Showing posts with label Ajax. Show all posts
Showing posts with label Ajax. Show all posts

Oct 12, 2012

Backbone.js - Parsing the response from the server

From past few weeks, I've been learning Backbone.js in great detail and I think it's a great framework that helps you modularize your code easily. Last week I wrote about 'Model validation in constructor' and then started to look at Collections in Backbone. The Model objects can be viewed as table rows and the Collection as a table. A Collection can declare the model property and indicate what kind of data it will hold. I was looking into ways in which a Collection can be populated by fetching the model data from the server. One way to do that is to ask the Model to fetch the data and then add the response to the Collection. The other way of doing this is to fetch the Collection data directly from the server i.e. instead of defining a Model you create a Collection by fetching the data from the server. Usually when you send a request to the server, the response data is essentially a collection of objects. In this case you really don't need a Model to be defined.

Sep 24, 2012

Pushing Ajax responses using Observer Pattern in JavaScript

Last week I'd played around with couple of design patterns in JavaScript (Constructor and Module pattern). I really liked the Module pattern i.e. the approach taken in JavaScript to enable encapsulation of data in a Class (functions in JavaScript). I was building an application using these Design patterns but found that making Ajax request inside a function in a module was not the right approach. JavaScript would send a request and start executing the next statement. I wanted to use an approach that would push the data from the Model whenever there was some new data available. This lead me to try the 'Observer pattern' in JavaScript.

Aug 13, 2012

Uploading chunks of a large file using XHR2

I was having a conversation with my college friend about the enhancements in XHR2 and I was showing him how one can upload a file to the server using plain Ajax. He asked me whether I can upload a large file to the server such as a video file. I tried doing that but was bumped when the server reported with 400 error telling me that the 'POST size has exceeded maximum limit'. This got me thinking whether I can upload chunks of a large file to the server. I referred to the FileSystem API and came across the slice method that allows you to get a fragment of a file.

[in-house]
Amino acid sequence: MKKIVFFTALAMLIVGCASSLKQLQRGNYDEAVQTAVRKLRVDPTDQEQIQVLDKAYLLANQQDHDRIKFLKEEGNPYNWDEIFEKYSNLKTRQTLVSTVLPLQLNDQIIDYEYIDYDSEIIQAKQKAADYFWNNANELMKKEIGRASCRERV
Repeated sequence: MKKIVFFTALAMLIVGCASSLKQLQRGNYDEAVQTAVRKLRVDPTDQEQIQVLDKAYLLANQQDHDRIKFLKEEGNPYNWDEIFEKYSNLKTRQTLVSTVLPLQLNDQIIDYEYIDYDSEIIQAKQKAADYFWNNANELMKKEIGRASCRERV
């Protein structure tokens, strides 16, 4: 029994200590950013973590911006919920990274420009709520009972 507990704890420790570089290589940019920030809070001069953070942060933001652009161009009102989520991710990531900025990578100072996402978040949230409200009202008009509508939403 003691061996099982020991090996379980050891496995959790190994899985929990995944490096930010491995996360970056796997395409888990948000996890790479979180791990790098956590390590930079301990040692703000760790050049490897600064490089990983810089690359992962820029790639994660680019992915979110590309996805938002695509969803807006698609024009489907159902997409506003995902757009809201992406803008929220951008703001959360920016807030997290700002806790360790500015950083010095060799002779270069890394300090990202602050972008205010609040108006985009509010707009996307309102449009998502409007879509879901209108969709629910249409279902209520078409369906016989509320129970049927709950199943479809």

Jul 7, 2011

Submitting Form using FormData object in HTML5 using XmlHttpRequest Level 2

The other day I had posted on uploading a file using XmlHttpRequest 2 and tracking the progress of the file upload process using the progress event on XHR2 object and the progress tag. Another enhancement added to the XHR2 specification is the introduction of FormData object. Using the FormData object, one can create a set of key-value pairs and send them as form data in a XHR request. The FormData object is passed in the send() method of the XHR object:

Apr 21, 2011

HTML5 XmlHttpRequest 2 v/s Flash\Silverlight approach to cross-origin requests

A few days back I had posted on XmlHttpRequest Level 2, describing how cross-origin requests can be achieved. A few folks on my team asked me how different it is from Flash\Silverlight's approach to achieve cross domain request\response with crossdomain.xml. The approach that these plugins take to send a request and receive a response is completely different from that of XmlHttpRequest's approach.

Apr 18, 2011

HTML5 XmlHttpRequest 2 - Cross origin request

HTML5 specification has introduced a few enhancements for XmlHttpRequest object and one of them is the ability to make cross-origin request. That is, a host can send a XmlHttpRequest request to another host and receive a response in return. On the server-side, a check can be made to see whether the request can be accepted from the given origin. In this post I'll try to explain how this can be done using ColdFusion.

Client side:

On the client side, a XmlHttpRequest object is created and then a GET request is made to the remote server.

 var client = new XMLHttpRequest();  
client.onreadystatechange = readyStateChangeHandler;  
client.open("GET","http://{remote-address}/{path-to-file}.cfm",true);  
client.send();       

For example, say example.com wants to get a response from another domain say abc.com, then as observed from the above code the request would look like:


client.open("GET","http://abc.com/dir1/foo.cfm",true);  

Server side:

When a request is sent to the server, the request header would contain a key ORIGIN whose value will be the domain name from which the request was made. In this case the value would be example.com. The server side code can then perform a check to see whether the request origin belongs to the list of origins from which the request can be accepted.

 <cfif structKeyExists(getHTTPRequestData().headers,"origin") >   
    <cfset origin = getHTTPRequestData().headers.origin />   
    <cfif origin eq "http://example.com">   
      <cfheader name="Access-Control-Allow-Origin"   
         value="http://example.com">   
      <cfoutput>#timeFormat(now(),"medium")#</cfoutput>   
    </cfif>   
 </cfif>   
As seen from the above code, the response header ACCESS-CONTROL-ALLOW-ORIGIN is set to allow cross-origin requests from example.com. This now enables requests from example.com to be served from abc.com. 



Jan 8, 2011

Server sent events with HTML5 and ColdFusion

There are several ways to interact with the server apart from the traditional request\response and refresh all protocol. They are polling, long polling, Ajax and Websockets (pusherapp). Of all these Ajax and Websockets have been very popular. There is another way to interact with the server such that the server can send notifications to the client using Server Sent Events (SSE). SSE is a part of HTML5 spec: http://dev.w3.org/html5/eventsource/